The Global Compact for Safe, Orderly and the Regular Migration (GCM) is slated to be unprecedented inter-governmental agreement secured by the United Nations Organization (UNO) addressing all dimensions of international migration. It provides an extraordinary occasion to enhance the Global Governance of International Migration within the Framework of Sovereignty, Safety, and Sustainable Development. In the contemporary international migration patterns, migrants have become a resource to sustainable development. The idea of GCM mooted in April 2017 would be crystallized at the end of 2018 by adopting the GCM at the United Nations General Assembly (UNGA) sponsored inter-governmental conference on international migration.

GCM Genesis: The New York Declaration

On 19 September 2016, Heads of State and Government congregated to regurgitate at the global level within the UNGA, challenges presented by the international migration and refugees’ flows across the globe. It evolved a political understanding that international migration and refugee issues must have visible priority in the global agenda. Thus, 193 UN nation-states have committed and recognized the necessity for greater cooperation coupled with a holistic and consolidated approach to address the human mobility and adopted the New York Declaration for Refugees and Migrants (NY-DRM). The NY-DRM envisages the protection, safety, dignity, human rights and fundamental freedoms of all migrants irrespective of their migratory status at all times by supporting nation-states who are receiving, rescuing and hosting large populations of migrants and refugees. It undertakes to integrate migrants with the host communities by addressing the requirements and capabilities of both migrants and host states within the framework of sovereignty, safety, and sustainable development. It requires combating xenophobia, abolishing the racism and eliminating discrimination towards all migrants by developing a state-driven process of non-binding principles and voluntary guidelines regarding the treatment of migrants in vulnerable situations. The NY-DRM stipulates the strengthening the global governance of international migration, including by bringing International Organization of Migration (IOM) into the UN orbit and through the accelerated development of a Global Compact for Safe, Orderly and Regular Migration.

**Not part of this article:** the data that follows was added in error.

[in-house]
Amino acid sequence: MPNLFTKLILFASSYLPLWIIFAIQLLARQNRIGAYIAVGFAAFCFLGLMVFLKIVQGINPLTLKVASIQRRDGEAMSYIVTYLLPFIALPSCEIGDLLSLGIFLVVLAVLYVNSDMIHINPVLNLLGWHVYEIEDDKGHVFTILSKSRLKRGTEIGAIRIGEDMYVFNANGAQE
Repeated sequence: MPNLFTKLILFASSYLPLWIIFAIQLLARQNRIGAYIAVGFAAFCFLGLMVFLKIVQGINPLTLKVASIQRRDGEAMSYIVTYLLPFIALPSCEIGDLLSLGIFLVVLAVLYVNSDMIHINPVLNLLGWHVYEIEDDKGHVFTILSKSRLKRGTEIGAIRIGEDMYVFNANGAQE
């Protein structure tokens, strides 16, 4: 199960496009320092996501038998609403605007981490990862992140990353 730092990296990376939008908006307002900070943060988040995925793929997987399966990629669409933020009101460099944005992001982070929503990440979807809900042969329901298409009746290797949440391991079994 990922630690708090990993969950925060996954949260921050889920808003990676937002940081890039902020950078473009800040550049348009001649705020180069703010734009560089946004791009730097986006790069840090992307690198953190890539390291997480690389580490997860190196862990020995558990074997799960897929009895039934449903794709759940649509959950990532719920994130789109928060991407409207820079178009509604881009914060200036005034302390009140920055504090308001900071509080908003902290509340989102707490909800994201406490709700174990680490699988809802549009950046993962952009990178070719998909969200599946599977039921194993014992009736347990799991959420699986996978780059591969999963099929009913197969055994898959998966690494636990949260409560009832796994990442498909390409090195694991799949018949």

GCM Aims: Agenda For Sustainable Development

The NY-DRM under its Annex II has commenced an inter-governmental process of consultations and parleys culminating in the scheduled adoption of the Global Compact for Migration at an intergovernmental conference on international migration in 2018.The GCM has been contemplated consistent with Target 10.7 of the 2030 Agenda for Sustainable Development in which UN Member States pledged to have global cooperation to enable safe, orderly and regular migration as per the mandate enunciated in Annex II of the NY-DRM. The Annex II proposes to address all dimensions of international migration, including the developmental, environmental, human rights-oriented, humanitarian, and other dimensions. It is bound to contribute to global governance and improve coordination on international migration by envisaging a framework for comprehensive international cooperation on human mobility and migrants. The impugned GCM framework would have a range of actionable commitments that might ensure the implementation, follow-up structure, and review among the UN Member States regarding international migration in all its dimensions propelled by the 2030 Agenda for Sustainable Development. Further, the Addis Ababa Action Agenda and the Declaration of the 2013 High-Level Dialogue on International Migration and Development would create an informed international community.

GCM Development: The Rule of Law, Transparency and Inclusion Process

The place of the rule of law in the global governance of international migration has been duly identified as an appropriate lego-institutional response to migratory movements. However, the rule of law required its application and interpretation in the municipal jurisdiction and as well as international courts and tribunals particularly in the context of human rights of migrants and refugees and forcibly displaced persons. Therefore, the rule of law must also be reflected in the reception policies of migrants, refugees, and forcibly displaced persons. The role of international and regional organizations like SAARC in supporting the incorporation the rule of law in municipal legal, administrative and judicial processes in the wake of global migration governance issues. Consequently, the process of consultations and negotiations for developing the GCM is being evolved with elements of openness, transparency, and inclusion. GCM subscribes to the active participation of all the stakeholders in its process such as civil society organizations, NGOs, the private sector, academic institutions, legislative bodies, diaspora communities, and migrant organizations. These elements have been postulated in the Modalities Resolution for GCM inter-governmental parleys.

Conclusion